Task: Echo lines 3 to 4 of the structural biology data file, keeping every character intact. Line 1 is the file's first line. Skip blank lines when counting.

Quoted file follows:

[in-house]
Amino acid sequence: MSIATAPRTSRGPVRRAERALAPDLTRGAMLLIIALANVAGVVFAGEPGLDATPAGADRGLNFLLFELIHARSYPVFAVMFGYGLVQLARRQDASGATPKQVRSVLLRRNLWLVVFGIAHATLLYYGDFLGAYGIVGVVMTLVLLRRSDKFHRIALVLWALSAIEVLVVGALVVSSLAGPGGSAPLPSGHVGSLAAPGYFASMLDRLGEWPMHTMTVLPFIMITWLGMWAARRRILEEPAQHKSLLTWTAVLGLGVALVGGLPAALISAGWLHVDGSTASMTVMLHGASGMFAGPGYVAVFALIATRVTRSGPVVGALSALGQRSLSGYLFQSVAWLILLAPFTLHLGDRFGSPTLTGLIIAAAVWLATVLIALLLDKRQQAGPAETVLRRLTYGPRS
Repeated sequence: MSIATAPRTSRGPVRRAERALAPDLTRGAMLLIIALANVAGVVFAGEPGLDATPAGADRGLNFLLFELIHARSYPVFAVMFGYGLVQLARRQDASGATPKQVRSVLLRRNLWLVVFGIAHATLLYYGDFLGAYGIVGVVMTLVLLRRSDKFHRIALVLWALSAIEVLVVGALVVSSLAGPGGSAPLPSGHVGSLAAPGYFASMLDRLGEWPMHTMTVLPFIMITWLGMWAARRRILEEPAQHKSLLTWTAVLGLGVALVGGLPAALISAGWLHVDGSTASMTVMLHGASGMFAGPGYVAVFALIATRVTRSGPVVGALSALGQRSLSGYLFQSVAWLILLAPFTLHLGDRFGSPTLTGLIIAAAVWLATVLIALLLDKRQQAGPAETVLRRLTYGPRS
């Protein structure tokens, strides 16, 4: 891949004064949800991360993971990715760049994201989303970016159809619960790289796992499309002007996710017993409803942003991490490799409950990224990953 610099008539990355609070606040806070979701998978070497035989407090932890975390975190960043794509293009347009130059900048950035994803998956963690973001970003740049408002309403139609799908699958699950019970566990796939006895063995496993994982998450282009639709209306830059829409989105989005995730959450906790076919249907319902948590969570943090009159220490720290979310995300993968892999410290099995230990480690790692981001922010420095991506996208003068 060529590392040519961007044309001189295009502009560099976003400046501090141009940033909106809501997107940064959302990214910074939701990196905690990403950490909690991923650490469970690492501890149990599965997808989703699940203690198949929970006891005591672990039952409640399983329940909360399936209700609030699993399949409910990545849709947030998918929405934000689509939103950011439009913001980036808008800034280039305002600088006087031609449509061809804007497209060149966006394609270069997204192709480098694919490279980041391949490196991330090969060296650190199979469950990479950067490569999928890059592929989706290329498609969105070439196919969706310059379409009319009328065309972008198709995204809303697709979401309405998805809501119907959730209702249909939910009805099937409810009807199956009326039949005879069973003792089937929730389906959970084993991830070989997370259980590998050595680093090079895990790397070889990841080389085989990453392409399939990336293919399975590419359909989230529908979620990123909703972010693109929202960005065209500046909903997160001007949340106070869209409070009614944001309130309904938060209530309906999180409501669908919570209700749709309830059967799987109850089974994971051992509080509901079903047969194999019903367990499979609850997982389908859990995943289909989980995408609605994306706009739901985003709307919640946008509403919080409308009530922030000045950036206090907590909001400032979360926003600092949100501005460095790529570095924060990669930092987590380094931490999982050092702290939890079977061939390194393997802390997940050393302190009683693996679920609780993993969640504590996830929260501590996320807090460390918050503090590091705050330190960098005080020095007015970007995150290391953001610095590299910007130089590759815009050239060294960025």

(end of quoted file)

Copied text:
Repeated sequence: MSIATAPRTSRGPVRRAERALAPDLTRGAMLLIIALANVAGVVFAGEPGLDATPAGADRGLNFLLFELIHARSYPVFAVMFGYGLVQLARRQDASGATPKQVRSVLLRRNLWLVVFGIAHATLLYYGDFLGAYGIVGVVMTLVLLRRSDKFHRIALVLWALSAIEVLVVGALVVSSLAGPGGSAPLPSGHVGSLAAPGYFASMLDRLGEWPMHTMTVLPFIMITWLGMWAARRRILEEPAQHKSLLTWTAVLGLGVALVGGLPAALISAGWLHVDGSTASMTVMLHGASGMFAGPGYVAVFALIATRVTRSGPVVGALSALGQRSLSGYLFQSVAWLILLAPFTLHLGDRFGSPTLTGLIIAAAVWLATVLIALLLDKRQQAGPAETVLRRLTYGPRS
């Protein structure tokens, strides 16, 4: 891949004064949800991360993971990715760049994201989303970016159809619960790289796992499309002007996710017993409803942003991490490799409950990224990953 610099008539990355609070606040806070979701998978070497035989407090932890975390975190960043794509293009347009130059900048950035994803998956963690973001970003740049408002309403139609799908699958699950019970566990796939006895063995496993994982998450282009639709209306830059829409989105989005995730959450906790076919249907319902948590969570943090009159220490720290979310995300993968892999410290099995230990480690790692981001922010420095991506996208003068 060529590392040519961007044309001189295009502009560099976003400046501090141009940033909106809501997107940064959302990214910074939701990196905690990403950490909690991923650490469970690492501890149990599965997808989703699940203690198949929970006891005591672990039952409640399983329940909360399936209700609030699993399949409910990545849709947030998918929405934000689509939103950011439009913001980036808008800034280039305002600088006087031609449509061809804007497209060149966006394609270069997204192709480098694919490279980041391949490196991330090969060296650190199979469950990479950067490569999928890059592929989706290329498609969105070439196919969706310059379409009319009328065309972008198709995204809303697709979401309405998805809501119907959730209702249909939910009805099937409810009807199956009326039949005879069973003792089937929730389906959970084993991830070989997370259980590998050595680093090079895990790397070889990841080389085989990453392409399939990336293919399975590419359909989230529908979620990123909703972010693109929202960005065209500046909903997160001007949340106070869209409070009614944001309130309904938060209530309906999180409501669908919570209700749709309830059967799987109850089974994971051992509080509901079903047969194999019903367990499979609850997982389908859990995943289909989980995408609605994306706009739901985003709307919640946008509403919080409308009530922030000045950036206090907590909001400032979360926003600092949100501005460095790529570095924060990669930092987590380094931490999982050092702290939890079977061939390194393997802390997940050393302190009683693996679920609780993993969640504590996830929260501590996320807090460390918050503090590091705050330190960098005080020095007015970007995150290391953001610095590299910007130089590759815009050239060294960025």